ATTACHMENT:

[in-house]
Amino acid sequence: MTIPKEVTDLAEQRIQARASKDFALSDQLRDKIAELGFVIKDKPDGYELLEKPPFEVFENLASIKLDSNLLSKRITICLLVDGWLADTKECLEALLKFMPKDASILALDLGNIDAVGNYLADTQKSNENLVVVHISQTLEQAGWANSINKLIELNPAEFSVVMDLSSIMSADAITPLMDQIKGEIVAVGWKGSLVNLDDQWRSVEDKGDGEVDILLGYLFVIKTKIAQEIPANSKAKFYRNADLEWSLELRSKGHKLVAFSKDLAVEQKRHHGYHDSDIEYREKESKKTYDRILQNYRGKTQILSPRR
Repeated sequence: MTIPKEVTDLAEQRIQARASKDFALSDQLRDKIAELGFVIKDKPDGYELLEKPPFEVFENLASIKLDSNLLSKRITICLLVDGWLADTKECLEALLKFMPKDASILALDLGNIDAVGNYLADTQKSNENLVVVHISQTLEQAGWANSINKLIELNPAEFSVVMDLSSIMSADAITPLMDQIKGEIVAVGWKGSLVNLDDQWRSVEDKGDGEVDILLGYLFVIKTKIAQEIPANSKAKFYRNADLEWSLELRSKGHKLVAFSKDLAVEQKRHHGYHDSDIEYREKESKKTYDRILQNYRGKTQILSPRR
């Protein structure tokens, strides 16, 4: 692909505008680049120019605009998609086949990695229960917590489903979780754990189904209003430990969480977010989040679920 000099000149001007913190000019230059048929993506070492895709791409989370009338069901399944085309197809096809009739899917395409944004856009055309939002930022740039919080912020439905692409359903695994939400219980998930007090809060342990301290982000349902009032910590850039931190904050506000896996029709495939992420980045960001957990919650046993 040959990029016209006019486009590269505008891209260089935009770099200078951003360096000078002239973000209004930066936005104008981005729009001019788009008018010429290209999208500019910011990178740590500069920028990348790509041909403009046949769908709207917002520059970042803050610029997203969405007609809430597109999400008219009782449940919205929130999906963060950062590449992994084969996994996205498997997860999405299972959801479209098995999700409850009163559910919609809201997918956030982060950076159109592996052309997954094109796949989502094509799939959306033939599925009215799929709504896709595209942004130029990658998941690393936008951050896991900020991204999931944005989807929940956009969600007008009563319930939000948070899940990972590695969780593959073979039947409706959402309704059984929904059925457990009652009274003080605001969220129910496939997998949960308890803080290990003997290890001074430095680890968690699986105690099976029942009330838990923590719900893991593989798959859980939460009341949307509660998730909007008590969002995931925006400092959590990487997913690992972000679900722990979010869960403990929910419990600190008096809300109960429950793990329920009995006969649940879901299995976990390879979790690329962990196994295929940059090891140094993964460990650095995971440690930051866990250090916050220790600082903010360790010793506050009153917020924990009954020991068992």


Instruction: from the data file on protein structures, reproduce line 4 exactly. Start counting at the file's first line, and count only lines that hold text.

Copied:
């Protein structure tokens, strides 16, 4: 692909505008680049120019605009998609086949990695229960917590489903979780754990189904209003430990969480977010989040679920 000099000149001007913190000019230059048929993506070492895709791409989370009338069901399944085309197809096809009739899917395409944004856009055309939002930022740039919080912020439905692409359903695994939400219980998930007090809060342990301290982000349902009032910590850039931190904050506000896996029709495939992420980045960001957990919650046993 040959990029016209006019486009590269505008891209260089935009770099200078951003360096000078002239973000209004930066936005104008981005729009001019788009008018010429290209999208500019910011990178740590500069920028990348790509041909403009046949769908709207917002520059970042803050610029997203969405007609809430597109999400008219009782449940919205929130999906963060950062590449992994084969996994996205498997997860999405299972959801479209098995999700409850009163559910919609809201997918956030982060950076159109592996052309997954094109796949989502094509799939959306033939599925009215799929709504896709595209942004130029990658998941690393936008951050896991900020991204999931944005989807929940956009969600007008009563319930939000948070899940990972590695969780593959073979039947409706959402309704059984929904059925457990009652009274003080605001969220129910496939997998949960308890803080290990003997290890001074430095680890968690699986105690099976029942009330838990923590719900893991593989798959859980939460009341949307509660998730909007008590969002995931925006400092959590990487997913690992972000679900722990979010869960403990929910419990600190008096809300109960429950793990329920009995006969649940879901299995976990390879979790690329962990196994295929940059090891140094993964460990650095995971440690930051866990250090916050220790600082903010360790010793506050009153917020924990009954020991068992």